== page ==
Commercial teams at emerging pharmaceutical companies may hesitate to incorporate sales force feedback into their incentive compensation plans. Since changes to the plan directly impact payout, some commercial teams may think the sales force has too much “skin in the game” and that their advice would lead the company to adopt an unsustainable, costly plan.
Yet, many emerging pharma companies find value in engaging the sales force in incentive compensation plan design – and it’s an advantage that established pharma companies with hundreds of reps may not have. One emerging pharma company’s commercial team invited its sales force to participate in a retreat to discuss a new incentive compensation plan. Before the retreat, the company invited all sales reps to design their own incentive compensation plans. The commercial team then reviewed and rated each plan.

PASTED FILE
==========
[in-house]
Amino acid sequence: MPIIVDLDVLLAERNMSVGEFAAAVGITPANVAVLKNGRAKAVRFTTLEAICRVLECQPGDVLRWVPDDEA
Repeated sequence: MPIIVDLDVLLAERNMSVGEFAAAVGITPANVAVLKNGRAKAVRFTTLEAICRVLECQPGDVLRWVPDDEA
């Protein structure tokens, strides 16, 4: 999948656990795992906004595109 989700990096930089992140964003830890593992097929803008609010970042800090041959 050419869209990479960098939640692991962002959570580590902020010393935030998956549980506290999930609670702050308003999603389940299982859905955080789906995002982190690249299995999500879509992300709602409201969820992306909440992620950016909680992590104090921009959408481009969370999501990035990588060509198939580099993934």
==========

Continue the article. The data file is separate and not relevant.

At the retreat, leadership discussed what they learned from the sales reps’ plans, presented the pros and cons of each and recognized individual reps for their contributions. If a plan submission proved fair, balanced and motivating – and also met the company’s key objectives – the commercial team looked into how to incorporate these sales-force driven elements into the new plan design. This initiative served as a creative way for the commercial team to collect feedback on what worked and motivated the sales force – and what did neither.
Involving sales reps in incentive compensation plan design can help a company’s commercial and leadership teams build trust with the sales force, explore new ideas and build support for the plan.
Embrace flexibility to meet objectives